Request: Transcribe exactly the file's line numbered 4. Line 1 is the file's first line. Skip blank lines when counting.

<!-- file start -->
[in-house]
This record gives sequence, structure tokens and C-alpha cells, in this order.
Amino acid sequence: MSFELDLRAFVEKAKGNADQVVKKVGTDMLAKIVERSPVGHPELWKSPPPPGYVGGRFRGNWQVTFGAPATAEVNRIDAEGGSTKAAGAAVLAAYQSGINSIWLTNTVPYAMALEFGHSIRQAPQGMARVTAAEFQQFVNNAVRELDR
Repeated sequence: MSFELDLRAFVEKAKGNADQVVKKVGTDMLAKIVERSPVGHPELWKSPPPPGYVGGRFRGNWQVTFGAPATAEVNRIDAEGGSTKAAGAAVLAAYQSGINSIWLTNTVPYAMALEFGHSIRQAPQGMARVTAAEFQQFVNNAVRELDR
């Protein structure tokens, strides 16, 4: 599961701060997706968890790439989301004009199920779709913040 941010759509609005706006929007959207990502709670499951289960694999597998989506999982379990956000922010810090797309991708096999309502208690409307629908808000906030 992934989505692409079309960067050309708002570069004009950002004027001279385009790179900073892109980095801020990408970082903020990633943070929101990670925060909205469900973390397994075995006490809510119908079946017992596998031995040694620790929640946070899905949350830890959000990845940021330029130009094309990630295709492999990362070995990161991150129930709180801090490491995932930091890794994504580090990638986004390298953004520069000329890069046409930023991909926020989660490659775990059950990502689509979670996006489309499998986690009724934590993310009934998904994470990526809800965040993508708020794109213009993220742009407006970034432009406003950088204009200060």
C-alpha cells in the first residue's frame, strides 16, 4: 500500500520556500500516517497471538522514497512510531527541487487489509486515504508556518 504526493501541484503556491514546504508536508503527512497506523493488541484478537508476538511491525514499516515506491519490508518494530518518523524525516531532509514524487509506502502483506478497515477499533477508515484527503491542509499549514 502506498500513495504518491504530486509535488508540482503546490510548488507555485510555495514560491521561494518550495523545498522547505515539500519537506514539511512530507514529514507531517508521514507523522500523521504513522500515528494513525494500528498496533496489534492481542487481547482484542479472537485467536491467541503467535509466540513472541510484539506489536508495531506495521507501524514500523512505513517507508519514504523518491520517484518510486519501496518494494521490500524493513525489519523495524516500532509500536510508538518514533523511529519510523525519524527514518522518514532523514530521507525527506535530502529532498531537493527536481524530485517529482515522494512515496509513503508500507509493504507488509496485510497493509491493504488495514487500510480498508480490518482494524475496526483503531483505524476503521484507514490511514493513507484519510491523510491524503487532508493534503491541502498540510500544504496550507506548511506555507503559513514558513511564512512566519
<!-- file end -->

Repeated sequence: MSFELDLRAFVEKAKGNADQVVKKVGTDMLAKIVERSPVGHPELWKSPPPPGYVGGRFRGNWQVTFGAPATAEVNRIDAEGGSTKAAGAAVLAAYQSGINSIWLTNTVPYAMALEFGHSIRQAPQGMARVTAAEFQQFVNNAVRELDR